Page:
Hawkeye: Yeah, at Rosie’s Bar.  She’s been on that same stool through two wars with a change maker in her purse.


Trapper: Where did you meet this woman?
McShane: She’s hardly a woman, sir, she’s only 21 years old.
Hawkeye: Her mascara’s older than that.


Hawkeye (to Dr. Pak): Still doing those phony operations with the fake stitches?
Trapper: And using hair cream for penicillin?
Hawkeye: I examined one of your patients, Doctor. He still had pneumonia, but I must say, you cleared up his dandruff.


Hawkeye: I’m gonna need your help.
Radar: (panicked) But I’m no good at delivering babies! When the cat had kittens they sent me to the movies!
Hawkeye: Radar, there’s nothing to it. It’s a natural experience.
Radar: So’s fainting!


Hawkeye: She’s about to give birth.
Radar: Right here!? On this bus!? In front of me!
Hawkeye: Yes, right here on this bus! What do I do, give her a transfer? Tell her to wait?


Radar: Um, shouldn’t I get some hot water or something?
Hawkeye: There’s no time for that.
Radar: I’d be very glad to get out and look for some.  Maybe there’s a hot river near here, like at Yellowstone.




Soon Tek-Oh makes his M*A*S*H debut as Dr. Kwang, the orderly often seen in the O.R.  He appears in five episodes and will be next seen in season 4′s “The Bus”.

The Student Prince:  The longest running Broadway show of the 1920′s, this operetta by Sigmund Romberg first opened in 1924.  It was remade as a movie in 1954 with Ann Blyth and Edmund Purdon, so this was likely another reference to a movie released after the Korean War.

Dennis Dugan:  first of two appearances on M*A*S*H, he won’t show up again until season 11′s “Strange Bedfellows” when he portrays Potter’s unfaithful son-in-law.  Dugan later partnered with Adam Sandler in the late 1990′s and directed most of the comedian’s movies.

Why would Zale stand pat on two pair and not try to get a full house?  He was bluffing, I suppose, but I would have taken one card.

Donald O’Connor and Peggy Ryan:  song and dance team who made many movies for Universal in the 1940′s.

Blake’s signature has a fat “k” and a skinny “a”.

The Good Earth:  Pulitzer Prize-winning book from 1932 about life in a Chinese village.  Turned into a movie in 1937.

Tuberculosis:  bacterial infection of the lungs

The line “Where were you when they were teaching this in school?” spoken by Hawkeye to Radar on the bus is overdubbed, for there is no echo like the rest of their dialogue.




Aid Station (3×19)

Friday, November 2nd, 2012

Season 3, Episode 19

Episode #67

Broadcast: 02/11/1975

Written by: Larry Gelbart & Simon Muntner

Directed by: William Jurgensen


Replacements are needed at an aid station and the 4077th is selected to provide a surgeon, scrub nurse and corpsman until regulars are assigned.  Henry admits this is a dangerous assignment and requests volunteers.  Margaret agrees to go, but no doctor volunteers, so burnt sausages are drawn from a bedpan to make the decision.  Hawkeye is selected and Father Mulcahy picks a personnel card at random to select the corpsman:  Klinger.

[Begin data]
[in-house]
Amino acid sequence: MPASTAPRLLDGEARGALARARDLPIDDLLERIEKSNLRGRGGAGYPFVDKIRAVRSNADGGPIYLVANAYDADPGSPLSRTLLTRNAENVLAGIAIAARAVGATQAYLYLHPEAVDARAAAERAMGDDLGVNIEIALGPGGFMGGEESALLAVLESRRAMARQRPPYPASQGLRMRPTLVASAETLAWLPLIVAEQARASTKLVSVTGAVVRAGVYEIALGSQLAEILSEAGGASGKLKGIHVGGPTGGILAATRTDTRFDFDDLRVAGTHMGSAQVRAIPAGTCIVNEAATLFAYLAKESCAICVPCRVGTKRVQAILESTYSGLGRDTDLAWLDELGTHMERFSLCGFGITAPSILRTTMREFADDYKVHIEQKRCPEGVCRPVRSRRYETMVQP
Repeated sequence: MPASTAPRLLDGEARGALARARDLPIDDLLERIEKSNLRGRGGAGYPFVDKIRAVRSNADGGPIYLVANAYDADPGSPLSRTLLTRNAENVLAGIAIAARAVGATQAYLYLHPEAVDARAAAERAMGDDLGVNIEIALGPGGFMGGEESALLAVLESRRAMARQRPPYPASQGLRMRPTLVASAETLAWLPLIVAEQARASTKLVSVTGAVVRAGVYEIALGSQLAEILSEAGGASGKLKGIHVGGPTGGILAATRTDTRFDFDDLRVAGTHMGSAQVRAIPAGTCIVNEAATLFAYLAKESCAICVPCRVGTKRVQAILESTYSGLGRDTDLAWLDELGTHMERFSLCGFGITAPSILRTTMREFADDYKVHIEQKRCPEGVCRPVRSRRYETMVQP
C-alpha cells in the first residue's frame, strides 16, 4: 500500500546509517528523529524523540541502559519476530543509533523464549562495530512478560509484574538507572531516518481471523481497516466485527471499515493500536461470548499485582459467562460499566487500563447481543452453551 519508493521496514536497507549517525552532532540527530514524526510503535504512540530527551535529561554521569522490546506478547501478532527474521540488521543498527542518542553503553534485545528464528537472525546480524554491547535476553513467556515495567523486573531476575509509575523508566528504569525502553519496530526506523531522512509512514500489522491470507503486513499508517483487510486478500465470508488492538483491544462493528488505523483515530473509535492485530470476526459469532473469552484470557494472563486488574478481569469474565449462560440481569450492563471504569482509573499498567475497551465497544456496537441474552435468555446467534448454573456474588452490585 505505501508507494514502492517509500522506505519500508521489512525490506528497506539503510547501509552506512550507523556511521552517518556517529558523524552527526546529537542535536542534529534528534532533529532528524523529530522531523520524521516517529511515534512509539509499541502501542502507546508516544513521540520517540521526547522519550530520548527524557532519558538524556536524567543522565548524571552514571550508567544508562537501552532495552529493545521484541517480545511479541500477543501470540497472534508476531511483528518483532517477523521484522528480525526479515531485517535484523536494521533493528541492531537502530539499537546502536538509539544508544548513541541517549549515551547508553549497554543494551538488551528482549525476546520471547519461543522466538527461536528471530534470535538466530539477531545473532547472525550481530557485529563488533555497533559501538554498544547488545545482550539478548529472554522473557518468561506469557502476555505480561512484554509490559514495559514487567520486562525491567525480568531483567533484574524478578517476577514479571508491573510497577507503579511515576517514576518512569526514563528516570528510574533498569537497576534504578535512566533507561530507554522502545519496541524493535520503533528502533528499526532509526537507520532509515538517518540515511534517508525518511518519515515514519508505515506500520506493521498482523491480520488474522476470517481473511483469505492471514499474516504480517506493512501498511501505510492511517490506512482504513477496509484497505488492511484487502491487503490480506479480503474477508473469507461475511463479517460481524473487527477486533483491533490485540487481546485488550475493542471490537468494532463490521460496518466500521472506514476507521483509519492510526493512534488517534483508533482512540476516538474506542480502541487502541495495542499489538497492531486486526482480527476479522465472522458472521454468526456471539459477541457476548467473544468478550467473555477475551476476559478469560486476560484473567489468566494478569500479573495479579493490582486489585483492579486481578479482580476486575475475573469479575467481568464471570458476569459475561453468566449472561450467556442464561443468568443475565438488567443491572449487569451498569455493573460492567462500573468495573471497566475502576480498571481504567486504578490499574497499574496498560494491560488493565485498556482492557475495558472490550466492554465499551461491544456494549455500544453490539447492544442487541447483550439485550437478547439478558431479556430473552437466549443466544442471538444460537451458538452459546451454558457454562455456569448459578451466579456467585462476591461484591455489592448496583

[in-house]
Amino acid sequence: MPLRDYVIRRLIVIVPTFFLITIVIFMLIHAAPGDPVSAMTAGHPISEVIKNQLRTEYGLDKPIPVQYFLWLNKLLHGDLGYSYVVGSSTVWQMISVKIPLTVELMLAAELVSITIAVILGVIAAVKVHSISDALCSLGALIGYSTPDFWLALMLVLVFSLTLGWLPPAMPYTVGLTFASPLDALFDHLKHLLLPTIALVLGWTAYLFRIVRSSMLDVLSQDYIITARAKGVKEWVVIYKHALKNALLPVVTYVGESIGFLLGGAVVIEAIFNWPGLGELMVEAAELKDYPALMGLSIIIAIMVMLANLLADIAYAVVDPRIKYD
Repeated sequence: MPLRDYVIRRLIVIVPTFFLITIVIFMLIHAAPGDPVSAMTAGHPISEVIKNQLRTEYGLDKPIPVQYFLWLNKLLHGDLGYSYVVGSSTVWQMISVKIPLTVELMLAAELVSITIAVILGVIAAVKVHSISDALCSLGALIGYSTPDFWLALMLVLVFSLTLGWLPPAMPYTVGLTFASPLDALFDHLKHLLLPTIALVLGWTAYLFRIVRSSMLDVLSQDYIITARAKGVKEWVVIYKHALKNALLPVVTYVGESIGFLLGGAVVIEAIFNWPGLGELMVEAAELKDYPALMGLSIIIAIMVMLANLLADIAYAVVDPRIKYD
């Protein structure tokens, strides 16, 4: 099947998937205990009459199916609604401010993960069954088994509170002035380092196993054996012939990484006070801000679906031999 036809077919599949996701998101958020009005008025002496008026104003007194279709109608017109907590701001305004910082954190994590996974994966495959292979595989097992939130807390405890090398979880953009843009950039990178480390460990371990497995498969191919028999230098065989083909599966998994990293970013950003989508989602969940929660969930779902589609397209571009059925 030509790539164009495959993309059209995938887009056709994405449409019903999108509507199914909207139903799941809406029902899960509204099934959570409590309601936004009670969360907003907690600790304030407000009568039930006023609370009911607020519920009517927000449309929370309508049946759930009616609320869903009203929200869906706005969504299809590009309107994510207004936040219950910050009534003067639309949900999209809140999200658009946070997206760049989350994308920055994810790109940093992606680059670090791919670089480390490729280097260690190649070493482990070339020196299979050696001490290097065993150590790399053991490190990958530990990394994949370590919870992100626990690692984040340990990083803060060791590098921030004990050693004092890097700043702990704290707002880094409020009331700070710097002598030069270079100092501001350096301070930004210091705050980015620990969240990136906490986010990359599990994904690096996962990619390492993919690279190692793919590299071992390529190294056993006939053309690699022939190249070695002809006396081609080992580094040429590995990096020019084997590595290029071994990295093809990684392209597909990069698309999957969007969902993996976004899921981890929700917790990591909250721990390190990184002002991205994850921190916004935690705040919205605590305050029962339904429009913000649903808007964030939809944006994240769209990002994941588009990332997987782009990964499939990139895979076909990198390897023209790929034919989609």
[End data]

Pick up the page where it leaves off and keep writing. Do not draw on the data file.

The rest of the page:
Each say their goodbyes:  Klinger makes arrangements with Radar to dispense the Klinger Collection in case he doesn’t return; Margaret gives Frank her “independent Margaret” soliloquy before giving him a hard kiss on the lips; Hawkeye shares a drink with Trapper and tells him he has a will in his locker.

The trio head off for the aid station without incident, save for a flat tire changed by Margaret.  The aid station barely resembles a medical facility – the red cross on the roof was blown away by enemy fire.  They meet Dever, the lead medic, and prepare a makeshift triage and operating room which is literally out in the open.  Artillery shells crash all around and wounded soon pour in, making the anemic working conditions even worse.  Margaret is pressed into surgical duty while Klinger doubles as a nurse.

Back at camp, tension is causing frayed nerves.  Frank needs Henry’s help to close an incision; a nervous Radar get’s Trapper’s permission to sleep in Hawkeye’s bunk; an agitated Henry pays a late night visit for a nightcap and keeps everyone awake with his rambling.

All’s quiet overnight at the aid station, where all are sleeping except Hawkeye and Margaret.  Margaret is nervous about snipers, so an exhausted Hawkeye bunks down next to her, sharing a blanket.

Next morning, replacements arrive and Hawkeye, Margaret and Klinger drive back to the 4077th.  Hawkeye stops short of camp to let Margaret know she is his “favorite officer in the U.S. Army” and Klinger echoes the sentiment.  Klinger replaces his helmet with a woman’s hat, announces he’s ready for the Army again, and the trio make a triumphant entry into camp.

Next dinner, as Trapper & Frank complain about trivial things like the food and coffee, Hawkeye and Margaret silently toast each other over their new-found respect for each other.




Frank (to Trap and Hawk): Will you darn foolskis kindly cut the gabble gabble?


Henry: I’ll pick one
Hawkeye: I don’t trust you, Henry.  You always got something up your sleeve.
Henry: That’s fine.  All right, Father, you pick one.  Uh, you do trust Father Mulcahy?